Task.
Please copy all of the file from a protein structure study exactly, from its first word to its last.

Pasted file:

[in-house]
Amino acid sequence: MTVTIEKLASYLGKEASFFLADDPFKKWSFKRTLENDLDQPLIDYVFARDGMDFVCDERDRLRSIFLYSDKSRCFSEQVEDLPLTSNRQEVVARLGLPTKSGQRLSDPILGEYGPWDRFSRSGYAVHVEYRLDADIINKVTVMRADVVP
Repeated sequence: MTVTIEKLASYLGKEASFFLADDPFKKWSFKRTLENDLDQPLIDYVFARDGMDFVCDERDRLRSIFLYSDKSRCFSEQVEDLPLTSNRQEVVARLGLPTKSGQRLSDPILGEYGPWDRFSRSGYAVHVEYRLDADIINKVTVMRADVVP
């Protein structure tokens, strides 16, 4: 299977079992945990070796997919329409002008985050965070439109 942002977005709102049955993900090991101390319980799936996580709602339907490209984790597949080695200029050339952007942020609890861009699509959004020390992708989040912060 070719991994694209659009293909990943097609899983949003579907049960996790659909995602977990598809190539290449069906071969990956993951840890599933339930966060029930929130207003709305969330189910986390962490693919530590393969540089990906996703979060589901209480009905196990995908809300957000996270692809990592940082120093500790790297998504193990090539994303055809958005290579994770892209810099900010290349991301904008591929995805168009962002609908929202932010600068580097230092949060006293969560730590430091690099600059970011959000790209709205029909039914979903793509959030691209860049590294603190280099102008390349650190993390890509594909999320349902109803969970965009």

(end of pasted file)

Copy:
[in-house]
Amino acid sequence: MTVTIEKLASYLGKEASFFLADDPFKKWSFKRTLENDLDQPLIDYVFARDGMDFVCDERDRLRSIFLYSDKSRCFSEQVEDLPLTSNRQEVVARLGLPTKSGQRLSDPILGEYGPWDRFSRSGYAVHVEYRLDADIINKVTVMRADVVP
Repeated sequence: MTVTIEKLASYLGKEASFFLADDPFKKWSFKRTLENDLDQPLIDYVFARDGMDFVCDERDRLRSIFLYSDKSRCFSEQVEDLPLTSNRQEVVARLGLPTKSGQRLSDPILGEYGPWDRFSRSGYAVHVEYRLDADIINKVTVMRADVVP
């Protein structure tokens, strides 16, 4: 299977079992945990070796997919329409002008985050965070439109 942002977005709102049955993900090991101390319980799936996580709602339907490209984790597949080695200029050339952007942020609890861009699509959004020390992708989040912060 070719991994694209659009293909990943097609899983949003579907049960996790659909995602977990598809190539290449069906071969990956993951840890599933339930966060029930929130207003709305969330189910986390962490693919530590393969540089990906996703979060589901209480009905196990995908809300957000996270692809990592940082120093500790790297998504193990090539994303055809958005290579994770892209810099900010290349991301904008591929995805168009962002609908929202932010600068580097230092949060006293969560730590430091690099600059970011959000790209709205029909039914979903793509959030691209860049590294603190280099102008390349650190993390890509594909999320349902109803969970965009």